(Reuters) - Medical device maker Becton Dickinson and Co BDX.N said on Thursday it expects as much as $1.5 billion in sales from its COVID-19 diagnostic test next year, after reporting a quarterly profit that beat Wall Street estimates.
Medical device makers have benefited from strong demand for their COVID-19 tests, which has softened the impact from patients deferring non-emergency procedures due to the pandemic.
“We are comfortable forecasting fiscal 2021 Veritor testing in a range of $1 billion to $1.5 billion, the weighting of these revenues being more in the first half of the fiscal year than the second,” Chief Executive Thomas Polen said in a post-earnings conference call.
The Veritor test, which can be performed in a portable device and does not require a lab, has been available in the United States since July through an emergency use authorization by the U.S. Food and Drug Administration.
COVID-19 testing helped Becton earn more than $440 million in the fourth quarter and the company said the there is a higher likelihood for testing to continue into fiscal 2022.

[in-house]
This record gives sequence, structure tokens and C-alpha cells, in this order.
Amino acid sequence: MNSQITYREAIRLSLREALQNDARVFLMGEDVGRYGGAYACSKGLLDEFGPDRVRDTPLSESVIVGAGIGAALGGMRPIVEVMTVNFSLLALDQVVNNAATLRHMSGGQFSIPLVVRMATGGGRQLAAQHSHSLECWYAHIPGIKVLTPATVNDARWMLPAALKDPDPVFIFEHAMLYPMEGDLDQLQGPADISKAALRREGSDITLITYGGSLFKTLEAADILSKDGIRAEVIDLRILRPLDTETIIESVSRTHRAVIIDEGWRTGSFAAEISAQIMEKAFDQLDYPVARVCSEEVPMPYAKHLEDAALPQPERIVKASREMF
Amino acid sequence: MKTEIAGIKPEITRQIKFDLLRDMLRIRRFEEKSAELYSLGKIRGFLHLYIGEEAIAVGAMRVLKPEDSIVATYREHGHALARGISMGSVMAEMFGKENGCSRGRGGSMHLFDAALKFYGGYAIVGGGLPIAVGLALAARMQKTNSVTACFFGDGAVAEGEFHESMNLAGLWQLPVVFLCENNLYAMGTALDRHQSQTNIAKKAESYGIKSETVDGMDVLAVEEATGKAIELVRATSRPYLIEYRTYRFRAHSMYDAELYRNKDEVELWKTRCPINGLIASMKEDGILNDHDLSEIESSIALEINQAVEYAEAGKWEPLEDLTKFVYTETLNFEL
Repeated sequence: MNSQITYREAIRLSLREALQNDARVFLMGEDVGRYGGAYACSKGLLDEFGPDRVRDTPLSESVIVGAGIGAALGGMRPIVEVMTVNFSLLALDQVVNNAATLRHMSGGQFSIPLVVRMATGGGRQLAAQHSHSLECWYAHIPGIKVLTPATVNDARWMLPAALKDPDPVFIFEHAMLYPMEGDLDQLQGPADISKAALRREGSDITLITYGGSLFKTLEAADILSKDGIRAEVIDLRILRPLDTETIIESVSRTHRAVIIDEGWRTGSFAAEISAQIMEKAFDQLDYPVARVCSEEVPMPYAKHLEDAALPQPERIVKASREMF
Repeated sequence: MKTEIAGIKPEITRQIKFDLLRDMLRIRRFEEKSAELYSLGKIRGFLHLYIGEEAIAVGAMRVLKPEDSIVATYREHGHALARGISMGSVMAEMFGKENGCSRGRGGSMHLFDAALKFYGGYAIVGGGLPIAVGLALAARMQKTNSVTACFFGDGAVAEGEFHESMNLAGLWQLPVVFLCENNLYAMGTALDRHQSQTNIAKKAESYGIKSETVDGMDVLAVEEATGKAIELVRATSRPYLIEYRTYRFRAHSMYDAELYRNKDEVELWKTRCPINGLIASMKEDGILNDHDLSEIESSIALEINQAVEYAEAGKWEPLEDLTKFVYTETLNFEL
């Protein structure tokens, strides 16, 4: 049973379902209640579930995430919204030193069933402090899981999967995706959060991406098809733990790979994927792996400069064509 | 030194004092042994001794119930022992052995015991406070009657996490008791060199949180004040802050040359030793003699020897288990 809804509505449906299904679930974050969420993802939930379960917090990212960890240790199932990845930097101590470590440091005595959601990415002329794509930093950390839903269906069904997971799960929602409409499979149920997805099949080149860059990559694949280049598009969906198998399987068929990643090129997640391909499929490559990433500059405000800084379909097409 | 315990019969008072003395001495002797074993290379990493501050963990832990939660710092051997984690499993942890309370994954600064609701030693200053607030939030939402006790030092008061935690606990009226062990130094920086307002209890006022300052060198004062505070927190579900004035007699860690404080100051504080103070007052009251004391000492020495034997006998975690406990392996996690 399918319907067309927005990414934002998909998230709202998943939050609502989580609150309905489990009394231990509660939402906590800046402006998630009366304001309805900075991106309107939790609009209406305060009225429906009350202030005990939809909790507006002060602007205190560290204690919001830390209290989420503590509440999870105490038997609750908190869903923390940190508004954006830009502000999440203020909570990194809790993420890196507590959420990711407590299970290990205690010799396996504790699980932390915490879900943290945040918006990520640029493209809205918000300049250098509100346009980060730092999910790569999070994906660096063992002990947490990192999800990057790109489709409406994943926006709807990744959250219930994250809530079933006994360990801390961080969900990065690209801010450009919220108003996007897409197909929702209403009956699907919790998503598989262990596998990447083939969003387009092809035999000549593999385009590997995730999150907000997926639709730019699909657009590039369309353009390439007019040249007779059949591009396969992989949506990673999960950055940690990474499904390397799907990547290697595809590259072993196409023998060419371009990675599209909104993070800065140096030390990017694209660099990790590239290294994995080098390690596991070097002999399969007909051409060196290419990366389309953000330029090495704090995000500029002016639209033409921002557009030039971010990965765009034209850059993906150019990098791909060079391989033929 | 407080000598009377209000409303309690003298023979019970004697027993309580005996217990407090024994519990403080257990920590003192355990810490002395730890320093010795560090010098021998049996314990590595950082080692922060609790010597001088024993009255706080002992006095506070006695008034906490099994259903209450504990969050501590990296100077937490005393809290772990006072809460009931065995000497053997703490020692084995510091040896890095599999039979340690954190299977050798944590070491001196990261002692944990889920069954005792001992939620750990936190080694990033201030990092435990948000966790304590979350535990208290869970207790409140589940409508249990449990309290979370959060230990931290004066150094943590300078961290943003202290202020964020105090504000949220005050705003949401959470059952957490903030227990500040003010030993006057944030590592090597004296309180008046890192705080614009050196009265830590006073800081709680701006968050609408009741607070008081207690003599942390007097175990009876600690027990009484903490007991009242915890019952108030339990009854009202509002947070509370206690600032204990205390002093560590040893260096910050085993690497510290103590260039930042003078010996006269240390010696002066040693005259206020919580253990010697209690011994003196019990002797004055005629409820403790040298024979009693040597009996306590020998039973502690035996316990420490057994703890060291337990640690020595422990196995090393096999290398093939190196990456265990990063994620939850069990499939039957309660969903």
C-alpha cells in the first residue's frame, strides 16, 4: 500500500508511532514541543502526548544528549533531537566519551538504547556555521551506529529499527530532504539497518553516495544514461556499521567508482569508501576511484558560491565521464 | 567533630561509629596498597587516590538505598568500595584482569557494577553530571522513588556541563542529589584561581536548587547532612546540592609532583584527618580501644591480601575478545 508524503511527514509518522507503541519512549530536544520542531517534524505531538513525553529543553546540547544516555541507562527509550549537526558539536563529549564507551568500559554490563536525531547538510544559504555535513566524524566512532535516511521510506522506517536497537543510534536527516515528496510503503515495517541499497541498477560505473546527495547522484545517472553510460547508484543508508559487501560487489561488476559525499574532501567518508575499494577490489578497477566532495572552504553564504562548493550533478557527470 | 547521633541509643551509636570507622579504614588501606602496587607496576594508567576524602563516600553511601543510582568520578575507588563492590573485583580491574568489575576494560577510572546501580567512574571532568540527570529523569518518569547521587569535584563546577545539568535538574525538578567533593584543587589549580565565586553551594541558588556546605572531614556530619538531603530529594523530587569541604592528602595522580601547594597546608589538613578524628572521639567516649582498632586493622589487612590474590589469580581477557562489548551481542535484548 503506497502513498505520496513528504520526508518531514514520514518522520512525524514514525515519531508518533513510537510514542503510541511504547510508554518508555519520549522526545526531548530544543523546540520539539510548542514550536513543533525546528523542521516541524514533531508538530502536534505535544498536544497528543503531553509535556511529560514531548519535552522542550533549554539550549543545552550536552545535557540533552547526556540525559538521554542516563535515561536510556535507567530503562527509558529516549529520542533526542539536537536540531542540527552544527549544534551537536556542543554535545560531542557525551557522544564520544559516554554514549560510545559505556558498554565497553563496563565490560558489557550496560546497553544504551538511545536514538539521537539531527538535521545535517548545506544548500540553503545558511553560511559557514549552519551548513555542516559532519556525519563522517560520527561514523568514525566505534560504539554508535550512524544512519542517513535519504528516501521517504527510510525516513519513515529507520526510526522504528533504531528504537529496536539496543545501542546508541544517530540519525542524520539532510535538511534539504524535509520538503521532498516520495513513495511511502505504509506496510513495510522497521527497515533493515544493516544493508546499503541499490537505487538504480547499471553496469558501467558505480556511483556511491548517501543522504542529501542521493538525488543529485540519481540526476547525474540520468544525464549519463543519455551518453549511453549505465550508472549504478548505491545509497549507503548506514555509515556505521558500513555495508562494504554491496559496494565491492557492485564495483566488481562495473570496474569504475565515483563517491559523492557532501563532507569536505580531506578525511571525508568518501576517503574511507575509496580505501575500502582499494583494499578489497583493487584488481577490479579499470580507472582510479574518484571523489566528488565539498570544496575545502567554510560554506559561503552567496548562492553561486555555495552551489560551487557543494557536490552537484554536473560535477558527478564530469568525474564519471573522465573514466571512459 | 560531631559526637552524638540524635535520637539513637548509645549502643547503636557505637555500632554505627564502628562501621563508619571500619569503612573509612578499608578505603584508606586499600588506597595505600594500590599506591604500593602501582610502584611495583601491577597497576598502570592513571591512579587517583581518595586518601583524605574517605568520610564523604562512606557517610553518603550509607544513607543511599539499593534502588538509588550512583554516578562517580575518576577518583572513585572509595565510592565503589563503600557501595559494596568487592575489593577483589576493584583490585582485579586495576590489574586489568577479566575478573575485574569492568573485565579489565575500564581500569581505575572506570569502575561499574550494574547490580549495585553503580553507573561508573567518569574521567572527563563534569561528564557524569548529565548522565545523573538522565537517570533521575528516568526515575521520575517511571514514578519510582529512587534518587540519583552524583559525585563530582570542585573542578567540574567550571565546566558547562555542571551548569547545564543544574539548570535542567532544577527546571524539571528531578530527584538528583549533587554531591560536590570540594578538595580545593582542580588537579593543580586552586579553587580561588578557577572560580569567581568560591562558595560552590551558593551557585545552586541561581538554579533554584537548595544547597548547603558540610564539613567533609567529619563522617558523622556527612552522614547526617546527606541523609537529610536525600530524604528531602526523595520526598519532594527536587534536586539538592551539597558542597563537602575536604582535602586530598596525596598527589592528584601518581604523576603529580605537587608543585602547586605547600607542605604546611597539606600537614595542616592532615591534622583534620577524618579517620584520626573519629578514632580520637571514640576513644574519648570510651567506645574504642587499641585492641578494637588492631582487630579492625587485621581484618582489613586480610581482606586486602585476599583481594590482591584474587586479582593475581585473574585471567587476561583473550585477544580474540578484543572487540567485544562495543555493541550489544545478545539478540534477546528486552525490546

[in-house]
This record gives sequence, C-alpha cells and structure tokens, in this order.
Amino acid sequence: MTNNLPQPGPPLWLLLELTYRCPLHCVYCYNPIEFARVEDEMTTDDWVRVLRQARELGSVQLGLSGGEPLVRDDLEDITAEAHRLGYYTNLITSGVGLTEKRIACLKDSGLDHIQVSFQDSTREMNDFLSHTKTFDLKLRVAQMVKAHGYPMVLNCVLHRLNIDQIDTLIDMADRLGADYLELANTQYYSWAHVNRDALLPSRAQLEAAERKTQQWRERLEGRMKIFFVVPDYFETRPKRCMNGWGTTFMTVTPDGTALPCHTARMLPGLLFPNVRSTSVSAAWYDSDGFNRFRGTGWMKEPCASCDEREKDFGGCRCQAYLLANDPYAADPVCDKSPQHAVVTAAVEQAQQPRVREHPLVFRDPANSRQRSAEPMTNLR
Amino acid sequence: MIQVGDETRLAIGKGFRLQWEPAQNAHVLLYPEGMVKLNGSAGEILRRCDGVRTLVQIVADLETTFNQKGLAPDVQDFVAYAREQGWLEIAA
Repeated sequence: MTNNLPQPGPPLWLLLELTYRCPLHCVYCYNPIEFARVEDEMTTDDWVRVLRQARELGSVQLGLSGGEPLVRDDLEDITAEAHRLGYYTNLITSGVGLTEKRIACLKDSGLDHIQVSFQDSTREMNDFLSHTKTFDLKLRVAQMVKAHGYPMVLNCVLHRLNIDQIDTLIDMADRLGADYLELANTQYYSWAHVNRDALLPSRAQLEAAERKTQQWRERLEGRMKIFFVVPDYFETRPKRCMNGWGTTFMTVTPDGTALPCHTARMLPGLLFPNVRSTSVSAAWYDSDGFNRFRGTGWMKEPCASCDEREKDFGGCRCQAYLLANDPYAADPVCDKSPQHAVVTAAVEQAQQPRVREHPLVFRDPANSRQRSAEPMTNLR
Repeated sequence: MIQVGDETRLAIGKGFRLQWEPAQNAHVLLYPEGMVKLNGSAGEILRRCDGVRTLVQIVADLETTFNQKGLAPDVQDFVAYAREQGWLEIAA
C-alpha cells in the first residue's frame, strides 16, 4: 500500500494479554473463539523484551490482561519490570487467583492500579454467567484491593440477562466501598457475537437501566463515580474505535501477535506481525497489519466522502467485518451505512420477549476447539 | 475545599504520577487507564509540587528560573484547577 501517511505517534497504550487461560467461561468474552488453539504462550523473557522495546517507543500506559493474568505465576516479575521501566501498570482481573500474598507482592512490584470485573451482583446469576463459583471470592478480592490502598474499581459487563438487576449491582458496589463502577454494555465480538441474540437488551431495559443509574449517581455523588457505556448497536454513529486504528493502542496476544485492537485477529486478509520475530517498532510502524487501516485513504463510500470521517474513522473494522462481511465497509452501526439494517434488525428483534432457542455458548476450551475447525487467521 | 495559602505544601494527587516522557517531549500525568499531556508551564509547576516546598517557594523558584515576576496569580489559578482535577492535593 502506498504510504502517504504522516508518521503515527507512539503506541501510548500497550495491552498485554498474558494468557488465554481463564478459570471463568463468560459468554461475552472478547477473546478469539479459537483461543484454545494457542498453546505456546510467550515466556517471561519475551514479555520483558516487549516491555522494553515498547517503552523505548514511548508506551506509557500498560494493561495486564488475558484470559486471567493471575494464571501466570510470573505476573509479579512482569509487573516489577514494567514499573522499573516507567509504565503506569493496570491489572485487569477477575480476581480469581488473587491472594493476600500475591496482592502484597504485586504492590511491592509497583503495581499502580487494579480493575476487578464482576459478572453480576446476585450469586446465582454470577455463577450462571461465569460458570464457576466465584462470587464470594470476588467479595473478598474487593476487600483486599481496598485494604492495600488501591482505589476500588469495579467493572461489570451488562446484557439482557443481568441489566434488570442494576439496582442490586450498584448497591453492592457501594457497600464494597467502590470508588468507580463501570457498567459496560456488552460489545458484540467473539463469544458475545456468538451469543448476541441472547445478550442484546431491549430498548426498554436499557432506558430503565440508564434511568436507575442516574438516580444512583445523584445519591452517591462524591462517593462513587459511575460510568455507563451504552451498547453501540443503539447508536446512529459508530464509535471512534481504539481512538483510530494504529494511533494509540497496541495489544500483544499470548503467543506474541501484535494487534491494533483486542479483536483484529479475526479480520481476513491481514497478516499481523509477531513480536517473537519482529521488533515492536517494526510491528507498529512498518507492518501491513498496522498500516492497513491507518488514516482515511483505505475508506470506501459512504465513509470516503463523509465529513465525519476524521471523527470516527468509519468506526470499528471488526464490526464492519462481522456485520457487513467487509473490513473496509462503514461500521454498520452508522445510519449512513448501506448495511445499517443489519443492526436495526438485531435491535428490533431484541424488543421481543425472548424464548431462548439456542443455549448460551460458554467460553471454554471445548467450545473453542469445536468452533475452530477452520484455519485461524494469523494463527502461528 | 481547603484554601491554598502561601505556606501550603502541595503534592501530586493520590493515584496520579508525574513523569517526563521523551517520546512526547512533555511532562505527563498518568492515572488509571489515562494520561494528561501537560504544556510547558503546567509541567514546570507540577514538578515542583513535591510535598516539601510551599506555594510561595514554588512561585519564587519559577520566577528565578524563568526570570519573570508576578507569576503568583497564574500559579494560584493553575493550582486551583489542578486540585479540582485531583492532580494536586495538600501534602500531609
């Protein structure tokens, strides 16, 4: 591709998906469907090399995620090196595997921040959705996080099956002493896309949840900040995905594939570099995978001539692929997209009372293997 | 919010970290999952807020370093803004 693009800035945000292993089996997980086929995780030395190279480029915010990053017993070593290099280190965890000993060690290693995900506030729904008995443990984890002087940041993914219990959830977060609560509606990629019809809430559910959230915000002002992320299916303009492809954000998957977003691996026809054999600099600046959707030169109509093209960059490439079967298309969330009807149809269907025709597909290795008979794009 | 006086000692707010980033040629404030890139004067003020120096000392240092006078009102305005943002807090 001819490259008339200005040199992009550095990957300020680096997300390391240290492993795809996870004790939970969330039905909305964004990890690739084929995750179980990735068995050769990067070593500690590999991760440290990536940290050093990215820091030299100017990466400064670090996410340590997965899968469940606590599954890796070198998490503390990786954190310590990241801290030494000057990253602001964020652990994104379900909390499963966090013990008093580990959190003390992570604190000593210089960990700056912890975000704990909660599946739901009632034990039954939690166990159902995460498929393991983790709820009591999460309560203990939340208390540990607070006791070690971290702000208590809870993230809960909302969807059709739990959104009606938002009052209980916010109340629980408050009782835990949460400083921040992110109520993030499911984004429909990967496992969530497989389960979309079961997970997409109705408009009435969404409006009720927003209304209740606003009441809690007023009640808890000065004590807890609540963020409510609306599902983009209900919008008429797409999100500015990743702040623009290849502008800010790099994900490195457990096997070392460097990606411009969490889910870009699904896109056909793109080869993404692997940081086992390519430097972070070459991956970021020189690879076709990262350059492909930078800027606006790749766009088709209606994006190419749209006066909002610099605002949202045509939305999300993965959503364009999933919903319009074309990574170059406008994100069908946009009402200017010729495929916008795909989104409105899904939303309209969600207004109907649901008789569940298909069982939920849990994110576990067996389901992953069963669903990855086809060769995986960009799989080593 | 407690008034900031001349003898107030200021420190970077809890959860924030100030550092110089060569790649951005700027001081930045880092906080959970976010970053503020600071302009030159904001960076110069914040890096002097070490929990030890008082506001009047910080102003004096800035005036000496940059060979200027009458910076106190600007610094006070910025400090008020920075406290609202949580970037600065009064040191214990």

The New Jersey-based company expects to produce 12 million tests per month by March 2021.
“With relatively low expectations heading into the quarter, we believe the stronger-than-expected results and good FY guidance should satisfy investors today,” said JP Morgan analyst Robbie Marcus.
The company forecast full-year revenue growth in the range of high-single to low-double digits and adjusted earnings per share of between $12.40 and $12.60 for 2021. Analysts had expected a profit of $12.53, according to Refinitiv IBES data.
Fourth-quarter revenues grew 4.4% to $4.78 billion, above the average analyst estimate of $4.48 billion.
Excluding items, Becton earned $2.79 per share, beating estimates of $2.52 per share.
Reporting by Vishwadha Chander and Trisha Roy in Bengaluru; Editing by Amy Caren Daniel
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